Three Atlantans hope to help U.S. Women’s Deaf National team continue dominance

Kate Ward, who grew up in Chamblee, has the most caps (35) of anyone on the U.S. Deaf Women's National Team.

Credit: Joy Marshall U.S. Soccer

Combined ShapeCaption
Kate Ward, who grew up in Chamblee, has the most caps (35) of anyone on the U.S. Deaf Women's National Team.

Credit: Joy Marshall U.S. Soccer

Credit: Joy Marshall U.S. Soccer

Three Atlantans are part of a team that will look to continue one of the more dominant runs in soccer.

Though it’s a trail of dominance that few may know.

The U.S. Women’s Deaf National soccer team, which now includes Ashley Derrington, Beth Barbiers-Feustel and Kate Ward, hasn’t been beaten in its first 35 matches, dating to 1999. It has scored 191 goals and allowed 10. It will try to win its seventh gold medal when it plays Japan on Saturday in its opening match in the World Deaf Football Championships in Kuala Lumpur, Malaysia.

“That’s all pressure, but I think that’s also a little bit of what drives us to work harder,” said Derrington, a midfielder who grew up in Alpharetta and now lives in Los Angeles. “I think women’s sports, women’s soccer in the U.S., it’s always across the board had their level of expectation … so I think we’re very proud to be able to kind of be considered at that caliber. But it doesn’t come without its moments of panic and stress.”

The U.S. is scheduled to play Turkey on Sept. 27, England on Sept. 29 and Poland, a team that gave the U.S. a difficult match the last time they played, on Oct. 1. The semifinals are Oct. 3 and the championship is scheduled for Oct. 6. The third-place game, which none of the three players are even contemplating, is scheduled for Oct. 5.

“There is a lot of pressure,” said Barbiers-Feustel, who is a defender and lives in Candler Park. “But I have seen our team play. And I’m confident. I’m confident in my teammates. I’ve seen the future (younger players), and it’s bright.”

Credit: Joy Marshall / U.S. Soccer

Credit: Joy Marshall / U.S. Soccer

Ward, a midfielder who grew up in Chamblee, said she’s not only proud of the team’s success but also of the legacy it is creating.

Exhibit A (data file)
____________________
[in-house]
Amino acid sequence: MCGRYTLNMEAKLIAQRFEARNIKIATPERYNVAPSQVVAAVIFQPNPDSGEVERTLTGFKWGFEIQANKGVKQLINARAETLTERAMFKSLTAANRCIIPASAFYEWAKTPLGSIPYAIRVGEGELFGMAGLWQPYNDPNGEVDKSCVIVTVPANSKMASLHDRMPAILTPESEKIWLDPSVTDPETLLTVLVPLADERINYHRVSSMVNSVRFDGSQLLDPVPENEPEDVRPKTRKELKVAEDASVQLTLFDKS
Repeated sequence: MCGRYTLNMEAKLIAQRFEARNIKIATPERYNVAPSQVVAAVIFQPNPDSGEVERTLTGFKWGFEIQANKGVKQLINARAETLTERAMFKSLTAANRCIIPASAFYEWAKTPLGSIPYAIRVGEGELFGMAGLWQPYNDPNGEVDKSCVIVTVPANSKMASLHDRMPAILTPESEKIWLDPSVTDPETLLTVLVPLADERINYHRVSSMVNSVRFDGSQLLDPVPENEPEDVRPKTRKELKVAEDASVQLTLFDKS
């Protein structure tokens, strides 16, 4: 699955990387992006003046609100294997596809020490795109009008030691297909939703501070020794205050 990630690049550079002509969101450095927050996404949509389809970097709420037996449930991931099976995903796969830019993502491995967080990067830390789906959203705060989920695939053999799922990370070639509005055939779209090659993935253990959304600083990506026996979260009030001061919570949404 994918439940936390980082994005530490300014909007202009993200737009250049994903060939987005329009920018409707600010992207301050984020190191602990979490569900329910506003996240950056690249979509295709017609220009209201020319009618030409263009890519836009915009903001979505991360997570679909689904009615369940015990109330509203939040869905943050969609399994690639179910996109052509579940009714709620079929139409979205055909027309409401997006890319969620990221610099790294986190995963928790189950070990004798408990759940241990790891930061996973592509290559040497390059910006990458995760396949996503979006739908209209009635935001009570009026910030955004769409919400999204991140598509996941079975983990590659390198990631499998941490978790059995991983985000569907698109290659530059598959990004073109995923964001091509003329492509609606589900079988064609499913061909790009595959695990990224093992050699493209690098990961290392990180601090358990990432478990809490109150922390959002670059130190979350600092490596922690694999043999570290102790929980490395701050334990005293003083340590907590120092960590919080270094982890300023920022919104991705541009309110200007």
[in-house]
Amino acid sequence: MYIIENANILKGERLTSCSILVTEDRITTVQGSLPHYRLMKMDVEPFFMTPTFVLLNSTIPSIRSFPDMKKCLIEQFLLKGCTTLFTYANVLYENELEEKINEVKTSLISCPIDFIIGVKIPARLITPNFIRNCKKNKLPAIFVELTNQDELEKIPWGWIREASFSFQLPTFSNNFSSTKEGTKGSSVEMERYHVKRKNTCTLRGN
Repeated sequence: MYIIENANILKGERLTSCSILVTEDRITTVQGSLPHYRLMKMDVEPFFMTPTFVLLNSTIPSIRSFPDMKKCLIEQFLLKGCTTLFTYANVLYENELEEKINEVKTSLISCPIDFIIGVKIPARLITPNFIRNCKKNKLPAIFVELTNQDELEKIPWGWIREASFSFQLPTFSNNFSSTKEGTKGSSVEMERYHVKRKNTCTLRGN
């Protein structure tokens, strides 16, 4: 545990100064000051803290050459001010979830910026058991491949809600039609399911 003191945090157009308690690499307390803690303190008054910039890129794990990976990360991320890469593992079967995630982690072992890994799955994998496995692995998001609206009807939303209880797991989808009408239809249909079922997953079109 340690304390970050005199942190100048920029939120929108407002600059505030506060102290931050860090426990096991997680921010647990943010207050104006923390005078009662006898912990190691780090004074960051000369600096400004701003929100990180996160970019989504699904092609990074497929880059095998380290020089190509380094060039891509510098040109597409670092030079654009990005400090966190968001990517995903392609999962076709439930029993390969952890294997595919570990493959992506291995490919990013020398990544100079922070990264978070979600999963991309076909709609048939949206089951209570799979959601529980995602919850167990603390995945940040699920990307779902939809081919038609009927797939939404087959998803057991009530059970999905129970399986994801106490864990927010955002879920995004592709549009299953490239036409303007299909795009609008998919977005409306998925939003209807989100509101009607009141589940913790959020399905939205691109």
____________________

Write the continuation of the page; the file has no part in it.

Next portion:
“I do think sometimes when I talk about how successful we are on the field, a lot of times for me, I’m probably most proud of the things that we’ve done off the field as far as I didn’t grow up with a role model who was deaf,” said Ward, a five-time gold-medal winner. “And I think one of our goals is to impact the lives of players growing up like us. So those moments that we get to share with others, I think they are the things I’m most proud of, but obviously winning is fun as well.”

For those not familiar with the rules for deaf soccer, the players can’t use any type of hearing aid while playing. That can make communication challenging for those players who aren’t as good at sign language as others, particularly when the coaches are rattling off instructions. To signal stops in play, the referee will raise a flag. Players are expected to stop and raise their arms so that those around them can also see that there is going to be a restart because of a foul or the end of a half.

The players were training individually until the team convened Monday to fly to Malaysia. Derrington and Barbiers-Feustel played in recreation leagues to stay in shape. Ward coaches the women’s soccer team at High Point University in North Carolina, which she said has helped keep her in shape.

All three said the U.S. will play a possession-based, physical style. Ward said it’s the deepest team the U.S. has had. The tournament has a small field because several national teams were late scratches. This world championship was supposed to be played in 2020 but was delayed by COVID-19.